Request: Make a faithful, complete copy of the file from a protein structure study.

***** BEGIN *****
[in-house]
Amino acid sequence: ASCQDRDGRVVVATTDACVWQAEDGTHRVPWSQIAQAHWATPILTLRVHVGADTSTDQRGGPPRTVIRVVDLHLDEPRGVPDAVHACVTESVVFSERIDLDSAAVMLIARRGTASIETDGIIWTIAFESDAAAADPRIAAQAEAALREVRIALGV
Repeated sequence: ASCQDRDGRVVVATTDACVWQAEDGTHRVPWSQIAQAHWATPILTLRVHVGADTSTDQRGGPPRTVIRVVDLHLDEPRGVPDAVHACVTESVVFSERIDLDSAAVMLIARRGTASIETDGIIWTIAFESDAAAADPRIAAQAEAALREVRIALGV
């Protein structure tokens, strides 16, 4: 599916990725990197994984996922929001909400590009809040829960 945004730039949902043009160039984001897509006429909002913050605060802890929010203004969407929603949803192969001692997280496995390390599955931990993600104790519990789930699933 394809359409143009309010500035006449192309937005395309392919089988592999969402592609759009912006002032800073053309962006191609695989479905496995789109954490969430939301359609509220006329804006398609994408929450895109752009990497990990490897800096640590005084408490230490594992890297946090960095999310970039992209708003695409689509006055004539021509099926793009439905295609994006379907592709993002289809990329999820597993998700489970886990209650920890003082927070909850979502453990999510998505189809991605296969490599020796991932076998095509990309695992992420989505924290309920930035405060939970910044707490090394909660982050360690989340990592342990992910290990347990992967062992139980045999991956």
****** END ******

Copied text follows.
[in-house]
Amino acid sequence: ASCQDRDGRVVVATTDACVWQAEDGTHRVPWSQIAQAHWATPILTLRVHVGADTSTDQRGGPPRTVIRVVDLHLDEPRGVPDAVHACVTESVVFSERIDLDSAAVMLIARRGTASIETDGIIWTIAFESDAAAADPRIAAQAEAALREVRIALGV
Repeated sequence: ASCQDRDGRVVVATTDACVWQAEDGTHRVPWSQIAQAHWATPILTLRVHVGADTSTDQRGGPPRTVIRVVDLHLDEPRGVPDAVHACVTESVVFSERIDLDSAAVMLIARRGTASIETDGIIWTIAFESDAAAADPRIAAQAEAALREVRIALGV
């Protein structure tokens, strides 16, 4: 599916990725990197994984996922929001909400590009809040829960 945004730039949902043009160039984001897509006429909002913050605060802890929010203004969407929603949803192969001692997280496995390390599955931990993600104790519990789930699933 394809359409143009309010500035006449192309937005395309392919089988592999969402592609759009912006002032800073053309962006191609695989479905496995789109954490969430939301359609509220006329804006398609994408929450895109752009990497990990490897800096640590005084408490230490594992890297946090960095999310970039992209708003695409689509006055004539021509099926793009439905295609994006379907592709993002289809990329999820597993998700489970886990209650920890003082927070909850979502453990999510998505189809991605296969490599020796991932076998095509990309695992992420989505924290309920930035405060939970910044707490090394909660982050360690989340990592342990992910290990347990992967062992139980045999991956």